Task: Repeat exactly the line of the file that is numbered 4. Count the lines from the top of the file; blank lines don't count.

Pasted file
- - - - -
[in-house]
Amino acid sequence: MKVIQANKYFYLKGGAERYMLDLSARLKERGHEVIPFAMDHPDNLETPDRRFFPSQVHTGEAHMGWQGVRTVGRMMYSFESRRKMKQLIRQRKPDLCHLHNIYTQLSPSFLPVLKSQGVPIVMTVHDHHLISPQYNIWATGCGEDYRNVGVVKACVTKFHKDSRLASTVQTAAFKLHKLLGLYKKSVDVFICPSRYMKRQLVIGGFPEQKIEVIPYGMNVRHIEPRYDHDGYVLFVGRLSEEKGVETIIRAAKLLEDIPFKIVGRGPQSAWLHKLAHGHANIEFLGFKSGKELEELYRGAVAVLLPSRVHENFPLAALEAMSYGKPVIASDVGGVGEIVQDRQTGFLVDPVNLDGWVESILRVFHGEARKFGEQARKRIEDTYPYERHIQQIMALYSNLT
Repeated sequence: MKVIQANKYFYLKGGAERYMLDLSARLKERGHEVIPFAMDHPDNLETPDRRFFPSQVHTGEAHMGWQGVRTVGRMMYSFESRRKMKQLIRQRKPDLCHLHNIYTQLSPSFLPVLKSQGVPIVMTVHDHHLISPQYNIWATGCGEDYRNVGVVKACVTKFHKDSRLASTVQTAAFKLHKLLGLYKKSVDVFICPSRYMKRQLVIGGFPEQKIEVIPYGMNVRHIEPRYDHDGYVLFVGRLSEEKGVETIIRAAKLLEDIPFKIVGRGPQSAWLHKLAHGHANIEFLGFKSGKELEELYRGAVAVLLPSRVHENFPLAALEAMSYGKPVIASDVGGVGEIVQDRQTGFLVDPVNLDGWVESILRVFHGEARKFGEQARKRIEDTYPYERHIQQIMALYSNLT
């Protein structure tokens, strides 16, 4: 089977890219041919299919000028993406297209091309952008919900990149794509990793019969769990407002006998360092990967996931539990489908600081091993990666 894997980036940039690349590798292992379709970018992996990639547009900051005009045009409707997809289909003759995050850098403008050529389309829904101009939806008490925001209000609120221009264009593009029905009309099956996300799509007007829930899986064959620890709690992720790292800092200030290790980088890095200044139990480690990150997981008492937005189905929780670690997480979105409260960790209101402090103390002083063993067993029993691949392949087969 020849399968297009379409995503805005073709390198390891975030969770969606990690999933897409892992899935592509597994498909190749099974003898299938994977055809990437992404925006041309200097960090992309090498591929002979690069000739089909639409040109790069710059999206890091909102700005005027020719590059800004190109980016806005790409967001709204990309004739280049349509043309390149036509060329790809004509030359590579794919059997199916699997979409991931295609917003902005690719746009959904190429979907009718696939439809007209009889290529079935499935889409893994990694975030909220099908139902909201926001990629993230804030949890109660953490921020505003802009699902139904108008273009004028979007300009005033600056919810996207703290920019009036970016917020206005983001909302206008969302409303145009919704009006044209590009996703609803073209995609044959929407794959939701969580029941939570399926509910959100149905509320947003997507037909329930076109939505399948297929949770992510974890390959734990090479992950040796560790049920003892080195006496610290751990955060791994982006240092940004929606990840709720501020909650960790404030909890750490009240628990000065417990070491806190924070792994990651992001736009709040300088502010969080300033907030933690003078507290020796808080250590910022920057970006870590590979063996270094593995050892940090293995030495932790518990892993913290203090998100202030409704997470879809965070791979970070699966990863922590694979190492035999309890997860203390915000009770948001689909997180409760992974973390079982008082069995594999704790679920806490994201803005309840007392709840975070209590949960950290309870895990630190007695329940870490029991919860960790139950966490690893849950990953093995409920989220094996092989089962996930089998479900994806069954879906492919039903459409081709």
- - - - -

């Protein structure tokens, strides 16, 4: 089977890219041919299919000028993406297209091309952008919900990149794509990793019969769990407002006998360092990967996931539990489908600081091993990666 894997980036940039690349590798292992379709970018992996990639547009900051005009045009409707997809289909003759995050850098403008050529389309829904101009939806008490925001209000609120221009264009593009029905009309099956996300799509007007829930899986064959620890709690992720790292800092200030290790980088890095200044139990480690990150997981008492937005189905929780670690997480979105409260960790209101402090103390002083063993067993029993691949392949087969 020849399968297009379409995503805005073709390198390891975030969770969606990690999933897409892992899935592509597994498909190749099974003898299938994977055809990437992404925006041309200097960090992309090498591929002979690069000739089909639409040109790069710059999206890091909102700005005027020719590059800004190109980016806005790409967001709204990309004739280049349509043309390149036509060329790809004509030359590579794919059997199916699997979409991931295609917003902005690719746009959904190429979907009718696939439809007209009889290529079935499935889409893994990694975030909220099908139902909201926001990629993230804030949890109660953490921020505003802009699902139904108008273009004028979007300009005033600056919810996207703290920019009036970016917020206005983001909302206008969302409303145009919704009006044209590009996703609803073209995609044959929407794959939701969580029941939570399926509910959100149905509320947003997507037909329930076109939505399948297929949770992510974890390959734990090479992950040796560790049920003892080195006496610290751990955060791994982006240092940004929606990840709720501020909650960790404030909890750490009240628990000065417990070491806190924070792994990651992001736009709040300088502010969080300033907030933690003078507290020796808080250590910022920057970006870590590979063996270094593995050892940090293995030495932790518990892993913290203090998100202030409704997470879809965070791979970070699966990863922590694979190492035999309890997860203390915000009770948001689909997180409760992974973390079982008082069995594999704790679920806490994201803005309840007392709840975070209590949960950290309870895990630190007695329940870490029991919860960790139950966490690893849950990953093995409920989220094996092989089962996930089998479900994806069954879906492919039903459409081709």